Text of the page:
BET À DAY
A popular novelist, Lucy-France Dutremble was inspired by the history of the beautiful town of Saint-Ours-sur-Richelieu to create her new historical series, < em>The Lockkeeper's Wife. By exploring the surroundings, rummaging through the archives and interviewing elderly people who were willing to share memories, she gradually imagined the moving story of Marguerite, a woman who dreams of a better life even if the hardships are many for her.
The story begins in 1934 when Marguerite Allaire married Alain Labrecque, a day laborer at the Saint-Ours locks. She expected to live a fairy tale, but became disillusioned on her wedding night. Installed in their house in Saint-Roch-sur-Richelieu, near the locks, Marguerite tries to understand how her husband has turned into an angry and disrespectful man.
When her daughter comes into the world, Marguerite does everything she can to improve their lot. She cooks desserts for the local general store and keeps her worries to herself. The store's delivery man, Joffre, only has eyes for her and soon the opportunity will arise to offer her his heart. The years pass and Marguerite spins out the perfect happiness… until her past catches up with her.
Lucy-France Dutremble, resident of Sorel-Tracy, is passionate about the picturesque villages of Montérégie and the history of the Richelieu Valley. This novel was born out of his curiosity… and his taste for telling touching stories, filled with humanity.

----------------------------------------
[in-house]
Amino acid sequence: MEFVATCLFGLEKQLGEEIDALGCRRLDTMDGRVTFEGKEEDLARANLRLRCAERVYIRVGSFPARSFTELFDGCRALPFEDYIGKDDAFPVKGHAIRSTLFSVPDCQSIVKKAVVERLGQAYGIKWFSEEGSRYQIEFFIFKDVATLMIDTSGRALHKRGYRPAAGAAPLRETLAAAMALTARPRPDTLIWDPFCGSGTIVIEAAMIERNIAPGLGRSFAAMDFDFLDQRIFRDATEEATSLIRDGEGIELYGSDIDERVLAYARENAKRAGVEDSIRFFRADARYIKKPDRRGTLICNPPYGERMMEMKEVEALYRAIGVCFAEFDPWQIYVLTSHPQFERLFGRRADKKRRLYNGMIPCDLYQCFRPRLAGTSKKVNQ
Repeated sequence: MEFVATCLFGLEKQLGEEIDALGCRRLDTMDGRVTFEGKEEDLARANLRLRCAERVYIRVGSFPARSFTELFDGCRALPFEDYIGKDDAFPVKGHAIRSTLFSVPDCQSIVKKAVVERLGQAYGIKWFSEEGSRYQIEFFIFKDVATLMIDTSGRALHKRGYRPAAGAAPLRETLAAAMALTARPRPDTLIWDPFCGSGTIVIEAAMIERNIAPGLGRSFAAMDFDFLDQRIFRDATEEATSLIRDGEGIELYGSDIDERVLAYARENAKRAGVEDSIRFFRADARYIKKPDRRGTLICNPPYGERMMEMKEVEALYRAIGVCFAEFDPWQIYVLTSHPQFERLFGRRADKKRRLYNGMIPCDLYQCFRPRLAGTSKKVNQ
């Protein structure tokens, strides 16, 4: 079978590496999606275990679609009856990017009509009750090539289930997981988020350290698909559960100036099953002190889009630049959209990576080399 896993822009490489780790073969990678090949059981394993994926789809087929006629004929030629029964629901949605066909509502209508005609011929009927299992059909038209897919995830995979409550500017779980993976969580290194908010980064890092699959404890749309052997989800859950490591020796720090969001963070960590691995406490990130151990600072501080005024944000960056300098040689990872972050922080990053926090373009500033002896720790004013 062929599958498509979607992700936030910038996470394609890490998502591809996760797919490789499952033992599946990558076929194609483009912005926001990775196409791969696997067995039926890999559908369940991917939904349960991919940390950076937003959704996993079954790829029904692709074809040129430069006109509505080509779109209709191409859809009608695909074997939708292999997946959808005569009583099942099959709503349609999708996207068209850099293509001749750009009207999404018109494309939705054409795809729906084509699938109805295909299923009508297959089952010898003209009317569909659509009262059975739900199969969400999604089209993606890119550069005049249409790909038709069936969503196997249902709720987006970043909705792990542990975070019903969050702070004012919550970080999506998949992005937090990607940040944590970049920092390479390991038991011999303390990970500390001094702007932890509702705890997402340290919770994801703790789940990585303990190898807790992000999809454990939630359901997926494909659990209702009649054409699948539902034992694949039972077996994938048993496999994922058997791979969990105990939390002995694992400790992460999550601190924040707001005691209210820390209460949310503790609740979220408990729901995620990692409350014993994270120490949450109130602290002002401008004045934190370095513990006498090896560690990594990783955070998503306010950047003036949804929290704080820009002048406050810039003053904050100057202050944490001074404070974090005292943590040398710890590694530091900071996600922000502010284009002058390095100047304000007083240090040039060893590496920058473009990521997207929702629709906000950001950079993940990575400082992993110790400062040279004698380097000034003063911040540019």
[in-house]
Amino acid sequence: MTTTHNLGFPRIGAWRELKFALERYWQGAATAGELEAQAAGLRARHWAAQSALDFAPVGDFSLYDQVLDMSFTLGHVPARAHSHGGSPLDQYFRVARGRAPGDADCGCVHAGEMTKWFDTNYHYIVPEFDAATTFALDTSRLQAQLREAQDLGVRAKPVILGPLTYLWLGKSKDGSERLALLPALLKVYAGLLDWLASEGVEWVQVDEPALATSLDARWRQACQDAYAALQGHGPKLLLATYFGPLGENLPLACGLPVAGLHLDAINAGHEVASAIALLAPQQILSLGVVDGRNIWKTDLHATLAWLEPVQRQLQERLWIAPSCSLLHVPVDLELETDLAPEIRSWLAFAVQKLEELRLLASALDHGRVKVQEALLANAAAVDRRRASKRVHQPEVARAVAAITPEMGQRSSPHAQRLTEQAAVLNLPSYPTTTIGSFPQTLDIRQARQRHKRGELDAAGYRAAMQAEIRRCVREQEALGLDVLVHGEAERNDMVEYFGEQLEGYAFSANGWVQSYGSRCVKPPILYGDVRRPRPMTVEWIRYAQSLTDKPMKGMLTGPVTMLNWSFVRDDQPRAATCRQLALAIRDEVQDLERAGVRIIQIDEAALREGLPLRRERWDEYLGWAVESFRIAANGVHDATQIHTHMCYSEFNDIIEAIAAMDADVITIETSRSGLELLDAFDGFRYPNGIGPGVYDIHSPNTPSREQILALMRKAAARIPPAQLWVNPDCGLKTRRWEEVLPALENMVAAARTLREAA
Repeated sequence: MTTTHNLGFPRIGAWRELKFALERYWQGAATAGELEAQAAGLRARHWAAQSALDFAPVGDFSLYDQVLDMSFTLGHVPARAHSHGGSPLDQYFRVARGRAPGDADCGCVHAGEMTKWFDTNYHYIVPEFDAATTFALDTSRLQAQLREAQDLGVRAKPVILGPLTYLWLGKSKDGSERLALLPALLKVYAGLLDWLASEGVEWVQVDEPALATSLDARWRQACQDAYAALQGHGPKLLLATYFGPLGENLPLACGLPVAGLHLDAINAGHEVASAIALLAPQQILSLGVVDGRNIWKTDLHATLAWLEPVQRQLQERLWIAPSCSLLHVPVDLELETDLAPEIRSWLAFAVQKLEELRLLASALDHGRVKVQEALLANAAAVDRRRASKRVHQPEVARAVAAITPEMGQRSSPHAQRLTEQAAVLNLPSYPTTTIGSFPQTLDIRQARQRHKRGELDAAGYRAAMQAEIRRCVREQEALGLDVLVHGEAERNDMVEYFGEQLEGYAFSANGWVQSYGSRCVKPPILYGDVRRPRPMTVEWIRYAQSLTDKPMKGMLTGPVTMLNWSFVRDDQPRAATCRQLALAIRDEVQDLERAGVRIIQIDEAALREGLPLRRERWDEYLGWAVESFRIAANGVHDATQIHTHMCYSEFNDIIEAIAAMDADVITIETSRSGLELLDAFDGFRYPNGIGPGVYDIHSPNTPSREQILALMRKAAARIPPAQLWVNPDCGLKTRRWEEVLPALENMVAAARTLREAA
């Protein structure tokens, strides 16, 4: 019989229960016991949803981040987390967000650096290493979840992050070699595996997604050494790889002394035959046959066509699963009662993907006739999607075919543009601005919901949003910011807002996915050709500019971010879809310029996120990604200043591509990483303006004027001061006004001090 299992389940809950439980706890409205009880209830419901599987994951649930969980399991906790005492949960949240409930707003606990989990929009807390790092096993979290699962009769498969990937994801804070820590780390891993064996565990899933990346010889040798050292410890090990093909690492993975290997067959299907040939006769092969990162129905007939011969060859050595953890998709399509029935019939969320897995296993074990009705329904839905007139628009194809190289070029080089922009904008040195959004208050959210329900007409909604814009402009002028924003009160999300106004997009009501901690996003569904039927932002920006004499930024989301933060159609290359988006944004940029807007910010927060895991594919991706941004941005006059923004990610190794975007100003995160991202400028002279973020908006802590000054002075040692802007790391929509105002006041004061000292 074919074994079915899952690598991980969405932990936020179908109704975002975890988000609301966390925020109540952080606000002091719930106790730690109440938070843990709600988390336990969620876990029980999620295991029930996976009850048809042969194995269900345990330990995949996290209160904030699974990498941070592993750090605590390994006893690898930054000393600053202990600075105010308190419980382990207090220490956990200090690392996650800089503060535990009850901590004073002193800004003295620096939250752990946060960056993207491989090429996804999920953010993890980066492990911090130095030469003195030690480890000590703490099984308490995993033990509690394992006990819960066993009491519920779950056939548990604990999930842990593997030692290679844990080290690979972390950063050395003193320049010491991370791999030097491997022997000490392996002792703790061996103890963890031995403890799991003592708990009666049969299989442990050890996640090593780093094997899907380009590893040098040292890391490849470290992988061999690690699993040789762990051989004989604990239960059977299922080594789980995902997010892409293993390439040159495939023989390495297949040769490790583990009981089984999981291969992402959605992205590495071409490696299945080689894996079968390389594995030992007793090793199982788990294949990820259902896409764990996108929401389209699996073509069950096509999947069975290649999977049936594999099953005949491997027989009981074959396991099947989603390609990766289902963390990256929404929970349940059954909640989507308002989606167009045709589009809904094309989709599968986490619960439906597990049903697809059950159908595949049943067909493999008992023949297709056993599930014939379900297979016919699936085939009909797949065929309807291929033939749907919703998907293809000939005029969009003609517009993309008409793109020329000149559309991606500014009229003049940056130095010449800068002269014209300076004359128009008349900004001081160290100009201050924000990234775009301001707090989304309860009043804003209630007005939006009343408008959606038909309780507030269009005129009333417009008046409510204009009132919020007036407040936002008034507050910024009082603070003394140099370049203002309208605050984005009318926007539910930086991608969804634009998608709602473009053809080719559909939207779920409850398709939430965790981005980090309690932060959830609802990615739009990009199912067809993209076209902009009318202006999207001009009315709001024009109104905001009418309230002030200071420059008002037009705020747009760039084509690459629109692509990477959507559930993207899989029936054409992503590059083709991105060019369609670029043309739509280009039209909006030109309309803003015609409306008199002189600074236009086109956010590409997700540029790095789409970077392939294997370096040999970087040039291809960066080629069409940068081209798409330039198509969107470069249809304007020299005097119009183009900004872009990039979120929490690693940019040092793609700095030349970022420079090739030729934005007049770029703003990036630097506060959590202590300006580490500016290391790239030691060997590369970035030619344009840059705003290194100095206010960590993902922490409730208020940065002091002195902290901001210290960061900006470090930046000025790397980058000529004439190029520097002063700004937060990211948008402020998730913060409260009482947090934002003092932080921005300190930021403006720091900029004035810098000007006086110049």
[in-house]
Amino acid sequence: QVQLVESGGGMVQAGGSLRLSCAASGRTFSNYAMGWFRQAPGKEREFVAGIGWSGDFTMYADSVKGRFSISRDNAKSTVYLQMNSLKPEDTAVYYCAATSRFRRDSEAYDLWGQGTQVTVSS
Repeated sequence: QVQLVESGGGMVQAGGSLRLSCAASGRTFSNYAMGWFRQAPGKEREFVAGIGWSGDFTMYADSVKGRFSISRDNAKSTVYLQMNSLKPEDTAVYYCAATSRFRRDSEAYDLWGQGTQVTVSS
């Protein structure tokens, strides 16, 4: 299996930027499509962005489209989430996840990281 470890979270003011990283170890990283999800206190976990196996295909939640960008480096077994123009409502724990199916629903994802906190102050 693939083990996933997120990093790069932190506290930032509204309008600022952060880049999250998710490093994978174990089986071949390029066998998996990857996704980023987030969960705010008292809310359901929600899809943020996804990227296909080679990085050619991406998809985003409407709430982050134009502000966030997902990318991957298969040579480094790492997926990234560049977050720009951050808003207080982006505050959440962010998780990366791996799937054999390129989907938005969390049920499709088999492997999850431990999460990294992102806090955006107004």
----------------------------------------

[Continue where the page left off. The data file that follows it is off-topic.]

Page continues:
“Saint-Ours is a magnificent little town, rich in heritage, and it is not far from my home, she explains, in a telephone interview. When I was younger, I often took the Larivière ferry to cross to Saint-Roch to see one of my great friends. I spent most of my summer there. His parents had a big house on Chemin Saint-Roch and on the banks of the Richelieu, it was their cottage. I spent weeks there in the summer. It’s so beautiful!”
Historical and fictional
Lucy-France explains that in her novels, the story takes place in Saint-Ours, Saint-Roch, Sainte-Anne-de-Sorel, Sorel, Saint-Hyacinthe , Sainte-Victoire-de-Sorel.
“These are not real facts. I start by choosing my village, I do my research and then the characters arrive one after the other. I see them, in my head, and I continue the story.”
The story is fictitious, the characters come from the imagination of the novelist, but the historical background is there. Family life, the status of women at the time, broken promises, unsaid things, drunkenness, social shackles and people's benevolence are all embedded in the story.
Lucy-France, passionate about documentary research, also took the time to chat with octogenarians who shared their memories. “I met two ladies who were formerly teachers and who studied at the École Normale de Saint-Hyacinthe. I took my novel to them when it was published: they were super happy!”
- Lucy-France Dutremble won the hearts of her readers with his historical sagas set in Quebec.
- We owe him the successes La forge des Maheu, La vieille laide and The widow of Labelle.
- The second volume of the series will be in bookstores on September 7.
“At the end of the afternoon in the month of Mary in 1932, as the sun warmed the landscape of the village of Saint-Ours , Wilbrod gulped down his meal so quickly that his wife Gracia sat across from him to urge him to slow down.
– Holy Madonna, my man, slack a little pedal, you'll choke. In case you didn't know, you can cut the dumplings in half instead of swallowing them whole. It looks like you're afraid of running out.”